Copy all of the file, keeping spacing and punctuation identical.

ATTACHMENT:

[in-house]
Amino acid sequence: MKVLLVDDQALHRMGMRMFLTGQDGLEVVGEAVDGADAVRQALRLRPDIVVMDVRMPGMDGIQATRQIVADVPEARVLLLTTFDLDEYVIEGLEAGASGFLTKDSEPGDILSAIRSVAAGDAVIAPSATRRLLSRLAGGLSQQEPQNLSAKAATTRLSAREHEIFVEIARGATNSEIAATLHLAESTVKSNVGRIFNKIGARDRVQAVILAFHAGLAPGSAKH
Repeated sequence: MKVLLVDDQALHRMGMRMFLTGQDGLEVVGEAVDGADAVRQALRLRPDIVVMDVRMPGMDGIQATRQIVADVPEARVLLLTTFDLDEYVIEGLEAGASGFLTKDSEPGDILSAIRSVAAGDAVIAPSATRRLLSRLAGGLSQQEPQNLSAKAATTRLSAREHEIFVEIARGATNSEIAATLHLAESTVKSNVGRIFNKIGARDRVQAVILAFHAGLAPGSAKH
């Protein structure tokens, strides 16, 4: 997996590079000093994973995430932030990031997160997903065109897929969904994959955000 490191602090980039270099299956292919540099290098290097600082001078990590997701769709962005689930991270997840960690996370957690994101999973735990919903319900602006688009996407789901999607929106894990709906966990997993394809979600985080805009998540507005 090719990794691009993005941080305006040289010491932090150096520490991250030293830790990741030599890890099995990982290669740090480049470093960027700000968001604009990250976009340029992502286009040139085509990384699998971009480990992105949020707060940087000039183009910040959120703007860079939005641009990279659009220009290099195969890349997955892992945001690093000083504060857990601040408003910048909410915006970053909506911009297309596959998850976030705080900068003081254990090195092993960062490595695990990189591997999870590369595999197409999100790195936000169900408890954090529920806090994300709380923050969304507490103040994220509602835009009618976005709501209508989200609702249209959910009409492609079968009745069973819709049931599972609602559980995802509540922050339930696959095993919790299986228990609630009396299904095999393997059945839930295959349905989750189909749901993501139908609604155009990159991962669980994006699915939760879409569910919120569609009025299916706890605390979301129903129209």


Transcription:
[in-house]
Amino acid sequence: MKVLLVDDQALHRMGMRMFLTGQDGLEVVGEAVDGADAVRQALRLRPDIVVMDVRMPGMDGIQATRQIVADVPEARVLLLTTFDLDEYVIEGLEAGASGFLTKDSEPGDILSAIRSVAAGDAVIAPSATRRLLSRLAGGLSQQEPQNLSAKAATTRLSAREHEIFVEIARGATNSEIAATLHLAESTVKSNVGRIFNKIGARDRVQAVILAFHAGLAPGSAKH
Repeated sequence: MKVLLVDDQALHRMGMRMFLTGQDGLEVVGEAVDGADAVRQALRLRPDIVVMDVRMPGMDGIQATRQIVADVPEARVLLLTTFDLDEYVIEGLEAGASGFLTKDSEPGDILSAIRSVAAGDAVIAPSATRRLLSRLAGGLSQQEPQNLSAKAATTRLSAREHEIFVEIARGATNSEIAATLHLAESTVKSNVGRIFNKIGARDRVQAVILAFHAGLAPGSAKH
């Protein structure tokens, strides 16, 4: 997996590079000093994973995430932030990031997160997903065109897929969904994959955000 490191602090980039270099299956292919540099290098290097600082001078990590997701769709962005689930991270997840960690996370957690994101999973735990919903319900602006688009996407789901999607929106894990709906966990997993394809979600985080805009998540507005 090719990794691009993005941080305006040289010491932090150096520490991250030293830790990741030599890890099995990982290669740090480049470093960027700000968001604009990250976009340029992502286009040139085509990384699998971009480990992105949020707060940087000039183009910040959120703007860079939005641009990279659009220009290099195969890349997955892992945001690093000083504060857990601040408003910048909410915006970053909506911009297309596959998850976030705080900068003081254990090195092993960062490595695990990189591997999870590369595999197409999100790195936000169900408890954090529920806090994300709380923050969304507490103040994220509602835009009618976005709501209508989200609702249209959910009409492609079968009745069973819709049931599972609602559980995802509540922050339930696959095993919790299986228990609630009396299904095999393997059945839930295959349905989750189909749901993501139908609604155009990159991962669980994006699915939760879409569910919120569609009025299916706890605390979301129903129209």